Johann Kikillus, Ocean View
On Milky Way Road, just outside the multi-purpose centre, are two crosses, freshly placed there to remember the lives of two young men whose lives were abruptly ended this past week.
Since the beginning of the school holidays, there has been a spike in murders and gang-related shooting.
The community is once again left traumatised and angry.
This coming weekend yet another peace march has been planned.
The ongoing call for more police members is all over social media.
For some reason that I am unable to understand, this plea has fallen on deaf ears for years. In every gang-ridden community that I have worked in across Cape Town since 2004, the outcry over lack of visible policing has largely been ignored by national government.
Gang units have been shut down and other specialised personnel have been shut down and redeployed elsewhere.
The City of Cape Town, under Mayco member JP Smith, has tried to fill this gap, but obviously a municipality has a minuscule budget when compared to a national government department.
The lack of policing does not mean that all is lost. Policing only makes up one part of many when addressing gang violence.
There are many role-players that can contribute to ending this senseless violence.
Firstly we have to ask why young people, especially males, are drawn into gangs.
We need to understand why they reach the point where they are prepared to give up their dreams and instead live a life of fear and regrets.
In my experience of having worked with thousands of gangsters both in and out of prison, there are several factors that always pop up.
Firstly, the boy grows up in a single-parent home – often granny, but sometimes mother. His father is pretty much non-existent or is part of the problem.
The young boy grows up in poverty and begins to believe that this is his lot in life. He struggles at school and is often bullied or teased by others due to his poor circumstances.
He watches his mother struggle and is exposed to an unhealthy, often violent home life.
Because he feels unwanted at home, he spends his waking hours outside where he is immediately marked as a “useful” tool for the local gang.
His school work suffers because no one at home can assist him with his homework or studies.
He is constantly told, by teachers and adults, that he will amount to nothing.
Statistically he will drop out by Grade 9, and no one in the school will make the slightest attempt to ensure that he finishes matric (which by today’s standards does not amount to much).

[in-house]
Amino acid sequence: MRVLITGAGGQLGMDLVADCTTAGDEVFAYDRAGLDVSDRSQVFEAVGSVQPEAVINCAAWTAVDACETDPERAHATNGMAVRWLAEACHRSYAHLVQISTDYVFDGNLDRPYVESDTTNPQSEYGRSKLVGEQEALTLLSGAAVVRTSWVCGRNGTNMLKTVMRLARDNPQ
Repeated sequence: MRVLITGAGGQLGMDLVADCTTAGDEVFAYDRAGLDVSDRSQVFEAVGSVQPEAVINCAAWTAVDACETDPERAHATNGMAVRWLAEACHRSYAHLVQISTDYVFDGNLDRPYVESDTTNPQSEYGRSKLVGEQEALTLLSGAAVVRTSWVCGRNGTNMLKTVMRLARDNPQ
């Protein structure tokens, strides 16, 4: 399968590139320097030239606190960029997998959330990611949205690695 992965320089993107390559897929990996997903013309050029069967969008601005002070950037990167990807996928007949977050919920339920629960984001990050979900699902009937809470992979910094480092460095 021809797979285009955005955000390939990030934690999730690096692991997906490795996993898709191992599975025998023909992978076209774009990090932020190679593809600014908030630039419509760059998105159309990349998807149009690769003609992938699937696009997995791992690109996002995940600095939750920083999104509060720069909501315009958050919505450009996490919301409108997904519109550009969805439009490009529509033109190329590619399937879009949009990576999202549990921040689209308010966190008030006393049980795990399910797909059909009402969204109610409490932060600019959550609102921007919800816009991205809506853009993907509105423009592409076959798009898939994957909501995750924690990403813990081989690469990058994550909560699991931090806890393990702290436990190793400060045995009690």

Round about this point, the young male makes some life choices which will impact the rest of his life – should he survive past 25 years old. Due to the lack of positive role models, he will continue on his path of destructive behaviour.
When he has shot a gun once, he feels a sense of power come over him. He feels like a “something” because now people start taking him seriously.
This feeling cements his decision that this is the right path to take.
Next time we see him, he lies cold on a pavement, surrounded by adults and children who have nothing good to say.
A life is wasted.
In the above scenario, we see that it takes more than police to change a gang community.
The most important role-players are the parents, neighbours, principals, teachers, religious leaders, social workers, sports coaches and nurses.
The civil society contribution – that is those involved in the Community Police Forum, school governing bodies, neighbourhood watches, church leaders etc – are the ones who ultimately decide on the direction a community goes.
This is why it is vitally important to constantly have public meetings and discussions. This is not a time for politics but a means of checking that the “system” works.
My biggest fear for Cape Town’s communities over the next year is that electioneering will result in valuable time being wasted with mudslinging and finger pointing.
We, as civil society, need to stay focused and come up with solutions on making sure that every single young person’s rights are met -the right to finish school well, the right to justice, the right to express themselves in a positive way, the right to human dignity, the right to visit the library and youth group without being shot at and the right to have a childhood.
May I suggest that this starts today. Again, statistics show us that many high school pupils drop out of school now and do not even bother starting the third term.
It is a community’s job to ensure that
not one child is left behind.